1st Quarter 2011 Commentary
Ouch, What a Great Quarter
With investors focused on unsettling world events, equity markets shone brightly during the first quarter of 2011, as small-cap stocks paced the broader market higher. This was the strongest first quarter in the stock market in 13 years, as measured by the S&P 500 Index. News on the domestic economy reflected a continuation of modest economic growth with stubbornly high unemployment. This backdrop increased the probability that monetary policy will continue to remain liquid while we wait for that liquidity to find its way more firmly into the real economy and not just into financial assets and commodities.
Global news was disconcerting, given the unrest in North Africa and the earthquake/tsunami in Japan. Fears of shortages and bottlenecks further raised the specter of inflation, with strong gains in commodity prices during the quarter, particularly food and energy. These are areas that touch all consumers, and increases could very well crimp consumer demand. We will be ever watchful for its potential impact.
The Fund delivered solid absolute returns during the quarter, but lagged its Russell 1000 Index benchmark. All sectors of the Fund and the benchmark delivered positive absolute returns. On a relative basis, the underperformance versus the index came from weak stock selection in the Consumer Discretionary, Financials, and Materials sectors, while sector allocation was neutral overall. Long-term profitable holding Dollar Tree dropped on concerns about peak margins and increased competition. We had been taking profits in the position owing to its rich valuation and ultimately exited it for better relative opportunities. Within Financials, Goldman Sachs detracted from relative returns as concerns about the revenue outlook at the firm weighed on the stock.
Holdings in Technology made a positive contribution to relative return, but it was a bit of a round trip with strong gains in January and February largely offset by weakness in March. NVIDIA rose on optimism for its new mobile products, while ARM Holdings reported revenue and earnings that exceeded expectations. We decided to sell the position due to the increased valuation on the stock. Stock selection and an overweight to the Industrials sector benefitted the portfolio as well.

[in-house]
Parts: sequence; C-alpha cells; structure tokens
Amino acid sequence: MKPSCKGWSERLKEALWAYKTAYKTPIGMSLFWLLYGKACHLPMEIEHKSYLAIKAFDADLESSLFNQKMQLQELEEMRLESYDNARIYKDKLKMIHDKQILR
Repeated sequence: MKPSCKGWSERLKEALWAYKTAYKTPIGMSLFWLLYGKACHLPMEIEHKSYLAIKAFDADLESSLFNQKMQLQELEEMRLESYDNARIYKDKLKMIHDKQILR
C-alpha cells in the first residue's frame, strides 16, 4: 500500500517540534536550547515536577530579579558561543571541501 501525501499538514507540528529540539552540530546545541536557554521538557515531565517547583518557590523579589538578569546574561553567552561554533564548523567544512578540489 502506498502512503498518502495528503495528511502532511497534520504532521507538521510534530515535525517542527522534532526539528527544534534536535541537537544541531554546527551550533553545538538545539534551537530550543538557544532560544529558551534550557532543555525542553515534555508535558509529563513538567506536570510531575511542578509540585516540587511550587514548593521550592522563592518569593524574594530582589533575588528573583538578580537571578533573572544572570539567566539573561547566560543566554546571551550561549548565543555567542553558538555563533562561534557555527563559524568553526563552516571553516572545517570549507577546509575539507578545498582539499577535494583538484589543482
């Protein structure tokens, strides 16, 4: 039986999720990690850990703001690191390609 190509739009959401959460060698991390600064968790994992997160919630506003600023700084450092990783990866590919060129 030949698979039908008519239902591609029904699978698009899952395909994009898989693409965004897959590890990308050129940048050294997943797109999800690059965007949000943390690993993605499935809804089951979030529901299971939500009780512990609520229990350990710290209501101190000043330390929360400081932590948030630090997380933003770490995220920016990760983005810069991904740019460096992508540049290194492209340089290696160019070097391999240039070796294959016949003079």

Energy a Mixed Bag
Although the Energy sector was by far the best performing area on an absolute basis, it was a mixed bag for the Fund in relative terms. Strong returns from top-10 holdings Range Resources and National Oilwell Varco were offset somewhat by a disappointing position in Weatherford International. Improving near-term sentiment for natural gas commodity prices, based on increasing electricity demand and the potential for global exports, drove Range Resources higher. NOV benefitted from increased demand for the company’s support equipment for deep-water rigs from rig operators winning contracts for the increasing off-shore development off of Brazil.
We initiated a position in Weatherford in the portfolio during the fourth quarter because we believed that the management team of this oil service firm had made good progress in the past few years in expanding its offerings to increase its global footprint and increase its presence in the more lucrative foreign markets. We further added to the holding during the first quarter. When the company announced that accounting issues caused the delay of their SEC filings, however, we sold the stock—realizing the accounting issues that we thought had been sufficiently corrected are still a problem.